John Clerk

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"UPON inquiring into the transactions ot the British Navy, during the two last wars, as well as the present *, it is remarkable, that, when single ships have encountered one another, or when two, or even three, have been engaged of a side, British seamen, if not victorious on every occasion, have never failed to exhibit instances of skilful seamanship, intrepidity, and perseverance; yet, when ten, twenty, or thirty great ships have been assembled, and formed in line of battle, it is equally remarkable, that, in no one instance, has ever a proper exertion been made, any thing memorable achieved, or even a ship lost or won on either side."
(John Clerk, * writing in October 1781, immediately after the surrender of Lord Cornwallis's army, the consequence of Admiral Greaves's unsuccessful rencounter with the French fleet off the mouth of the Chesapeak.[1]

John Clerk (10 December 1728 – 10 May 1812), sometimes known as 'Clerk of Eldin', was a prominent figure in the Scottish Enlightenment. [2]He was the sixth son of Sir John Clerk of Penicuik (1676 - 1755) a politician and advocate who had been created a hereditary baronet in 1679, and who became a prominent patron of the arts, including to the artist Allan Ramsay (1713-84) and the architect William Adam (1689 - 1748).[3]. His mother was Janet Inglis, daughter of Sir John Inglis of Cramond.

John Clerk enrolled at Edinburgh University to study medicine, but abandoned his studies and entered into business. He made his fortune as a merchant and manager of a coal mine, and bought the property of Eldin near Edinburgh. There, he devoted himself to science and art, and became a close friend of the geologist James Hutton, the philosopher David Hume, the mathematician John Playfair (1748 - 1819) and other leading members of the Scottish Enlightenment, and also became an expert on naval tactics. In his Essay on Naval Tactics (1779, published 1790), Clerk proposed the tactic of "cutting the line" (sailing into the enemy's line of ships and attacking the rear with the whole force of the attacking fleet). Admiral Horatio Nelson used Clerk's work in the Battle of Trafalgar in 1805, to win the most significant naval battle of the Napoleonic wars.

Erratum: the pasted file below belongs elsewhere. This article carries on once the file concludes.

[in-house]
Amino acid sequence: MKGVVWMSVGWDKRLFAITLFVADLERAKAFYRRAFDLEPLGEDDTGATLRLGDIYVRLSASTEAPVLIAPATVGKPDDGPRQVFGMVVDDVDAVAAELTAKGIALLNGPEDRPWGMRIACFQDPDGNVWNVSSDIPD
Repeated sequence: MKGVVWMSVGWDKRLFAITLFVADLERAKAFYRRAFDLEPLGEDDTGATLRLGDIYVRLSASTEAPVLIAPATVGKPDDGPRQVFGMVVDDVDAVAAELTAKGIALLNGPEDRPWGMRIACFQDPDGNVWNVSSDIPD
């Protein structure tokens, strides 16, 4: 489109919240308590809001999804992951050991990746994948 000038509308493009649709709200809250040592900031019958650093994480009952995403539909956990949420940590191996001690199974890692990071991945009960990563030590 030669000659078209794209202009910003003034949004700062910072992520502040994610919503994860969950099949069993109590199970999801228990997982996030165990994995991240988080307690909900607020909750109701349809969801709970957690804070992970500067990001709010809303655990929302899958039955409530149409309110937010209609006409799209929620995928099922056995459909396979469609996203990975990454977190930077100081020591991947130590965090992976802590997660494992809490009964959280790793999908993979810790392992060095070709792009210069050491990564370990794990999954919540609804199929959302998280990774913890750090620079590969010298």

In the preface to the second edition of his "Essay on Naval Tactics," 1804. he wrote: "I had acquired a strong passion for nautical affairs when a mere child. At ten years old, before I had seen a ship, or even the sea at a less distance than four or five miles, I formed an acquaintance at school with some boys who had come from a distant sea-port, who instructed me in the different parts of a ship from a model which they had procured. I had afterwards frequent opportunities of seeing and examining ships at the neighbouring port of Leith, which increased my passion for the subject; and I was soon in possession of a number of models, many of them of my own construction, which I used to sail on a piece of water in my father’s pleasure grounds, where there was also a boat with sails, which furnished me with much employment. I had studied Robinson Crusoe, and I read all the sea voyages I could procure."

References

  1. John Clerk An essay on naval tactics
  2. .John Clerk Significant Scots
  3. Sir John Clerk of Penicuik